- for our ATM example 5.  CELLOVERHEAD can be negative, but
          use negative values with caution.

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          Note that rate throttling is limited by several factors: the
          kernel clock granularity avoid a perfect shaping at a spe-
          cific level. This will show up in an artificial packet com-
          pression (bursts). Another influence factor are network
          adapter buffers which can also add artificial delay.

        slot
          defer delivering accumulated packets to within a slot. Each
          available slot can be configured with a minimum delay to
          acquire, and an optional maximum delay.  Alternatively it
          can be configured with the distribution similar to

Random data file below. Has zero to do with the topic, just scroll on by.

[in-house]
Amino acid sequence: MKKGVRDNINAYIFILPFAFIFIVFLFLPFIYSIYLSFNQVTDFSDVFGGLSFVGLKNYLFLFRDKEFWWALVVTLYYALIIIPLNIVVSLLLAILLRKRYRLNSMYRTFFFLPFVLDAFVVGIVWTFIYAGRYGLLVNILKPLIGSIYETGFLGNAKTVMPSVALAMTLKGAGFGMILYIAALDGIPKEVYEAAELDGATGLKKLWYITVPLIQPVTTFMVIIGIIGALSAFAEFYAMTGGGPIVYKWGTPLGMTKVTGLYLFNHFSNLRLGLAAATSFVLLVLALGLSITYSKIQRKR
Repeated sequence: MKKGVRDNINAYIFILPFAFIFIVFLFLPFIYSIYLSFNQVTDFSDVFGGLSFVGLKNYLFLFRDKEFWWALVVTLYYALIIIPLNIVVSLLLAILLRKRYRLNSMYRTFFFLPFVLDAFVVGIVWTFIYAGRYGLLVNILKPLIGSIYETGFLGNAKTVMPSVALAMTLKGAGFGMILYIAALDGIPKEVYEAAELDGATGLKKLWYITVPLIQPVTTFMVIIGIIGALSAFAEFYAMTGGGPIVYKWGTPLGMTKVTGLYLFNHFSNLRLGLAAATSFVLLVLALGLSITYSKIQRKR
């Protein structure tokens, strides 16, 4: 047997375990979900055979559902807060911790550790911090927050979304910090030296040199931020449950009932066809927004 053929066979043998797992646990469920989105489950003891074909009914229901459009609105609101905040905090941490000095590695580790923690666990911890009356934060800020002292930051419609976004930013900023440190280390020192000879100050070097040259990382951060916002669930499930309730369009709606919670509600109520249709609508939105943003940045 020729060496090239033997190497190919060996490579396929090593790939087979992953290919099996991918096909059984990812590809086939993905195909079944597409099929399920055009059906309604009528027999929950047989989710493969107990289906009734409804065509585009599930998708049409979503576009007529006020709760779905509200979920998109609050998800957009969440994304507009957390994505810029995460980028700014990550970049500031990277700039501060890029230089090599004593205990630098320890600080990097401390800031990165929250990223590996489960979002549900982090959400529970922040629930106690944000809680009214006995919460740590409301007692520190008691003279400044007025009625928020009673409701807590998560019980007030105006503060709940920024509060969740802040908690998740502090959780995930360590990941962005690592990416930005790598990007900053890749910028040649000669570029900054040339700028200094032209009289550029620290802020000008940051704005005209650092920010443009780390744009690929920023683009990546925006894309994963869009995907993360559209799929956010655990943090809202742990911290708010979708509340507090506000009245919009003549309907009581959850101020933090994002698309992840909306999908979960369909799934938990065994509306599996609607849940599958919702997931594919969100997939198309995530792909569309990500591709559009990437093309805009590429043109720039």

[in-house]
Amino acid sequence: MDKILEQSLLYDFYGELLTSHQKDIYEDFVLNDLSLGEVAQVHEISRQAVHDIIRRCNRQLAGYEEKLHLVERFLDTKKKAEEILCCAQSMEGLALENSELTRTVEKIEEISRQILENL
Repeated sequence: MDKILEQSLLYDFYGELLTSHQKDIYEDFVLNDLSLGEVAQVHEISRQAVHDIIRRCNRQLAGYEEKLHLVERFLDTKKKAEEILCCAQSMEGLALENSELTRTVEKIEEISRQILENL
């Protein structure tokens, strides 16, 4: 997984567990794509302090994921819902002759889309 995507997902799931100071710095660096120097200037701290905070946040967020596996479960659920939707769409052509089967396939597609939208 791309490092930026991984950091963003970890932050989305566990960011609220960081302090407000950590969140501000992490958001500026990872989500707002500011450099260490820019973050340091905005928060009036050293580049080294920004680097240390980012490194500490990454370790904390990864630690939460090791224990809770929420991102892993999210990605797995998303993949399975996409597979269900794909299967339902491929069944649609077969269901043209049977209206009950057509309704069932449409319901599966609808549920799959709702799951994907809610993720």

distribution for delay option. Slot delays can be specified
          in nanoseconds, microseconds, milliseconds or seconds (e.g.
          800us). Values for the optional parameters BYTES will limit
          the number of bytes delivered per slot, and/or PACKETS will
          limit the number of packets delivered per slot.

          These slot options can provide a crude approximation of
          bursty MACs such as DOCSIS, WiFi, and LTE.

          Note that slotting is limited by several factors: the kernel
          clock granularity, as with a rate, and attempts to deliver
          many packets within a slot will be smeared by the timer res-
          olution, and by the underlying native bandwidth also.

          It is possible to combine slotting with a rate, in which
          case complex behaviors where either the rate, or the slot